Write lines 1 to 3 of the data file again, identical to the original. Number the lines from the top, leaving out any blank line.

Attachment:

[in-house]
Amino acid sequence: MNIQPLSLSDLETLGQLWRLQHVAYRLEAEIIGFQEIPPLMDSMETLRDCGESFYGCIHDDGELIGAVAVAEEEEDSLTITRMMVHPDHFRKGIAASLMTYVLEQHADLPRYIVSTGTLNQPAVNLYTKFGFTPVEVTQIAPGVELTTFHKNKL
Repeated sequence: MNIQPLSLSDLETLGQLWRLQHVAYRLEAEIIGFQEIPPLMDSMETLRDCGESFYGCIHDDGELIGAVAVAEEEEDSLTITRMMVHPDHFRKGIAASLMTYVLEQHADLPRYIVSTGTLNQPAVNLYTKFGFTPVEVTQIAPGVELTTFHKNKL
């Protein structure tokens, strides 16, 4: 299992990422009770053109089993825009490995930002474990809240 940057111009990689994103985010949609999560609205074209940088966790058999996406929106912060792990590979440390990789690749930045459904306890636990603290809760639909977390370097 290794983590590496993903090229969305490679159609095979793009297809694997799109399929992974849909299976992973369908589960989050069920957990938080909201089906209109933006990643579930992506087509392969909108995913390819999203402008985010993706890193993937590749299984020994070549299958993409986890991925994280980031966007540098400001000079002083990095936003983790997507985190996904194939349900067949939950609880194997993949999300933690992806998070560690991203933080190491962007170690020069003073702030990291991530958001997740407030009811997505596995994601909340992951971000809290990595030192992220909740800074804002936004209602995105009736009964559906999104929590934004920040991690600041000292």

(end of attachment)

[in-house]
Amino acid sequence: MNIQPLSLSDLETLGQLWRLQHVAYRLEAEIIGFQEIPPLMDSMETLRDCGESFYGCIHDDGELIGAVAVAEEEEDSLTITRMMVHPDHFRKGIAASLMTYVLEQHADLPRYIVSTGTLNQPAVNLYTKFGFTPVEVTQIAPGVELTTFHKNKL
Repeated sequence: MNIQPLSLSDLETLGQLWRLQHVAYRLEAEIIGFQEIPPLMDSMETLRDCGESFYGCIHDDGELIGAVAVAEEEEDSLTITRMMVHPDHFRKGIAASLMTYVLEQHADLPRYIVSTGTLNQPAVNLYTKFGFTPVEVTQIAPGVELTTFHKNKL